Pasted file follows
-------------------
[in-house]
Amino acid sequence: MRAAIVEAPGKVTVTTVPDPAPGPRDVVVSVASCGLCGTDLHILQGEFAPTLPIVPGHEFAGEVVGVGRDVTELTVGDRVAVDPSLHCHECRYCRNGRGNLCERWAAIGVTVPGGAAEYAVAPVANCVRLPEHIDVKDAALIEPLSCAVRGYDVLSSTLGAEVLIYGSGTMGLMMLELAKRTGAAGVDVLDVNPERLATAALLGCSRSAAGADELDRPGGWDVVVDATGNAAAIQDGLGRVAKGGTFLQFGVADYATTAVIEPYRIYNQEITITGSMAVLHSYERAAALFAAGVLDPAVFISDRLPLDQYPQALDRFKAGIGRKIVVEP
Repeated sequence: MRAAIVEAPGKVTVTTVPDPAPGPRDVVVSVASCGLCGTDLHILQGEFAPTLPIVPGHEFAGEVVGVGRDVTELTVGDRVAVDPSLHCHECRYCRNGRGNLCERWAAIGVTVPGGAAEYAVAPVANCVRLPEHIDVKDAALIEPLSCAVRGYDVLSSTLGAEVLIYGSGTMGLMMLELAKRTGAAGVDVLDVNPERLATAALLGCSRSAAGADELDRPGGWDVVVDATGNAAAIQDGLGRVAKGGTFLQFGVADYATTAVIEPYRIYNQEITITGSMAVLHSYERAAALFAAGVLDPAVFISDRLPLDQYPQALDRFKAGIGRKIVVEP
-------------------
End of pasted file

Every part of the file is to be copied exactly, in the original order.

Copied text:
[in-house]
Amino acid sequence: MRAAIVEAPGKVTVTTVPDPAPGPRDVVVSVASCGLCGTDLHILQGEFAPTLPIVPGHEFAGEVVGVGRDVTELTVGDRVAVDPSLHCHECRYCRNGRGNLCERWAAIGVTVPGGAAEYAVAPVANCVRLPEHIDVKDAALIEPLSCAVRGYDVLSSTLGAEVLIYGSGTMGLMMLELAKRTGAAGVDVLDVNPERLATAALLGCSRSAAGADELDRPGGWDVVVDATGNAAAIQDGLGRVAKGGTFLQFGVADYATTAVIEPYRIYNQEITITGSMAVLHSYERAAALFAAGVLDPAVFISDRLPLDQYPQALDRFKAGIGRKIVVEP
Repeated sequence: MRAAIVEAPGKVTVTTVPDPAPGPRDVVVSVASCGLCGTDLHILQGEFAPTLPIVPGHEFAGEVVGVGRDVTELTVGDRVAVDPSLHCHECRYCRNGRGNLCERWAAIGVTVPGGAAEYAVAPVANCVRLPEHIDVKDAALIEPLSCAVRGYDVLSSTLGAEVLIYGSGTMGLMMLELAKRTGAAGVDVLDVNPERLATAALLGCSRSAAGADELDRPGGWDVVVDATGNAAAIQDGLGRVAKGGTFLQFGVADYATTAVIEPYRIYNQEITITGSMAVLHSYERAAALFAAGVLDPAVFISDRLPLDQYPQALDRFKAGIGRKIVVEP